14 Aug Interview with Allison Leung – ITF Tennis Tournament Director
1. Tell us about a brief history of tennis in Hong Kong.
Tennis has been prevalent in Hong Kong for approximately 100 years now. Initially, it was only played by the British within their clubhouses, and was not accessible to the general public. Over time, it transitioned into the mainstream schooling system, leading it to become supported by the government for all ages to play. With more public support, the Government set up the Tennis Association, which it subsidises and continues to enhance resources to grow the sport.
2. Has this government effort been a success?
I believe it has been great success, as tennis is now a top sport in Hong Kong. The Hong Kong Games is a local sporting event held every two years, and tennis is one of the 8 most played sports within the region. This shows the growing popularity of tennis in Hong Kong.
3. How did you get involved with tennis in Hong Kong?
I started working in the Tennis Association as an administrator doing accounting work, around 20 years ago. My boss thought I was too active and hated being behind a desk, so he insisted on me helping out with tournaments just to learn the ropes. A year later, I decided to do a linesmen course that made me become more actively involved.
4. What was your progression within the Tennis Association and how did it lead to umpiring?
I started of by doing classes and practical learning for about a year to become a national level linesmen. After doing more classes, I became a refereeing umpire, and then eventually a chair umpire. I would have loved to purse the international circuit if I had more time, but I do enjoy refereeing for local kids tournaments whenever I can.
5. How did it all lead to becoming a tournament director?
As an umpire, I was forced to read all of the rule books, be it general or specific to tournaments, because I would need to address questions in that position. As I became more aware of all of the rules for the tournament, and learnt how to manage people, I transitioned to the role of tournament director.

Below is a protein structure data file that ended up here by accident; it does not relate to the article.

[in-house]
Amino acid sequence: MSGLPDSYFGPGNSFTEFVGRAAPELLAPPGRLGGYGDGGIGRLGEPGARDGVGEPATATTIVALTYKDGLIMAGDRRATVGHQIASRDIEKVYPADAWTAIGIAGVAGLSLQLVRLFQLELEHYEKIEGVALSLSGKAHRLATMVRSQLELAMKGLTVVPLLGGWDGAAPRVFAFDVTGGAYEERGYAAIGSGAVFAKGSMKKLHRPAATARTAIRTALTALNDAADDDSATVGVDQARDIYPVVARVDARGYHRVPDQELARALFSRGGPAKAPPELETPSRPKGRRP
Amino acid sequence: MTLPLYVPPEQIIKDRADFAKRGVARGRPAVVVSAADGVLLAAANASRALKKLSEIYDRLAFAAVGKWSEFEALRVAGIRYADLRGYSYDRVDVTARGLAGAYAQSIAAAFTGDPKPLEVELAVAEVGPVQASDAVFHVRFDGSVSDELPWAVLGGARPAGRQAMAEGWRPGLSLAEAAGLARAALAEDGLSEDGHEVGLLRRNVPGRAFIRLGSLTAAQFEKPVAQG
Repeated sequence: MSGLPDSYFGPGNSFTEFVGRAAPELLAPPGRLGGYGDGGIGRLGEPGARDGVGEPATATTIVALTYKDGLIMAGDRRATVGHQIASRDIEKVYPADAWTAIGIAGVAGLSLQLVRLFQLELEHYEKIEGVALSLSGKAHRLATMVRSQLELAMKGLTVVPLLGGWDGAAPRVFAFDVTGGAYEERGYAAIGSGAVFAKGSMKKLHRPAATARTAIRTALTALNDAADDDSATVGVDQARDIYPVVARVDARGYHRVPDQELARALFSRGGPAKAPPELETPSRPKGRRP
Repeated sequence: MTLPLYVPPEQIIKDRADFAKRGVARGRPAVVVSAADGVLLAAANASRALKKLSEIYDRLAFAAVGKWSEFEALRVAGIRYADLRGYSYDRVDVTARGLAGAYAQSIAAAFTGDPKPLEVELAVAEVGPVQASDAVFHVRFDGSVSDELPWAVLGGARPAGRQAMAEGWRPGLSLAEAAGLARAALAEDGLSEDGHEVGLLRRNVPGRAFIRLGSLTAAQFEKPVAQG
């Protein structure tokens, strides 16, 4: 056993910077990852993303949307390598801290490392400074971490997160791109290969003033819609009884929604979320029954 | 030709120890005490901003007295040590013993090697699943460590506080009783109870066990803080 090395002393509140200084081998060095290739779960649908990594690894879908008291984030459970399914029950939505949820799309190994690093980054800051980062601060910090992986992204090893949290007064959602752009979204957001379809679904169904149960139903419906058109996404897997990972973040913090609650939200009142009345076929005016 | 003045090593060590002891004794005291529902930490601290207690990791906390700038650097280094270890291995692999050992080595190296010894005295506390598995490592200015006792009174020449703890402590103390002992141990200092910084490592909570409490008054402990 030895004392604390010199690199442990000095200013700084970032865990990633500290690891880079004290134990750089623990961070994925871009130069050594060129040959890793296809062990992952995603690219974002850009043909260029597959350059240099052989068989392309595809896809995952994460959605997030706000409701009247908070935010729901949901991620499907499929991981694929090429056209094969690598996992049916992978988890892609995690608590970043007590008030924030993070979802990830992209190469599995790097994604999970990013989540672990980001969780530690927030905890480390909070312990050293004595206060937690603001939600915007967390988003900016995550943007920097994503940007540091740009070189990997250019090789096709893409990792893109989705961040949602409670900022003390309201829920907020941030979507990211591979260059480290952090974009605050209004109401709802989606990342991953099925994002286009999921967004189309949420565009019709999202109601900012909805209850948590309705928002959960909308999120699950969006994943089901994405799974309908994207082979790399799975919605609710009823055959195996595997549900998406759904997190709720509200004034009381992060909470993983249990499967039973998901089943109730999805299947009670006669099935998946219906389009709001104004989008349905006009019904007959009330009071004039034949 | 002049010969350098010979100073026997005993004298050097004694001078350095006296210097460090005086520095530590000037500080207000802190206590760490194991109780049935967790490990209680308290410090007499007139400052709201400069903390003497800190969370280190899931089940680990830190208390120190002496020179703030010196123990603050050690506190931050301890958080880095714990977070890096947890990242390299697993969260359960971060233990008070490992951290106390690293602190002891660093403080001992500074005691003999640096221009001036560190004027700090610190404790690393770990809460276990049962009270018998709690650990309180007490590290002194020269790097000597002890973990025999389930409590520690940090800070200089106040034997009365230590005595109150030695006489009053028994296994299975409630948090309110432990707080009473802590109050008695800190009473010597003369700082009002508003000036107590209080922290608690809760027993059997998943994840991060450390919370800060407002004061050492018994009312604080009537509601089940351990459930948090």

6. How much of the job structure is knowing the rules vs. managing people? Would you say it’s 50/50?
Yes, I believe that half of the tournament director’s job entails being accountable to participants involved by solving their problems, whereas the other half is having knowledge of the rules. These skills combined allow tournaments to run more smoothly.
7. What are some of the problems people come to you with?
There are actually not that many big or serious problems, mostly small that can be addressed fairly easily. Recently, an example of a small problem would be players and coaches showing up for tournaments without hotel bookings. I couldn’t have them sleep in Victoria Park overnight, so I had to find them a place to stay and this can be a challenge in busy Hong Kong. Other problems include dealing with complaints from players to ensure the image of the tournament is protected and everybody is happy.
8. How have you managed some of the more specific complaints?
At the tournaments this June 2016, there was the recent issue of serious cramping from two of the players and they were quite anxious to be helped. As a result, we had to call two ambulances to assist them and make sure they received the right treatment. However, this all had to be done while the tournament was running, so I had to inform the Victoria Park staff of the problem and ensure the matches were operating smoothly. At the end of the day, it’s hard to be completely prepared for everything, I just have to be able to make the right decisions immediately.
9. How important is it to have a physiotherapist present at the tournaments?
It is very important to have a physio present at all the tournaments. This past week, there were many players needing ice packs for various issues, and all this was solved because we had a daily in-house physio on-site at the tournament. In fact, in some instances, it is not required by the ITF to have a physio, but we made sure to incorporate physio services at all times to ensure the tournaments ran better. I believe it is part of the job.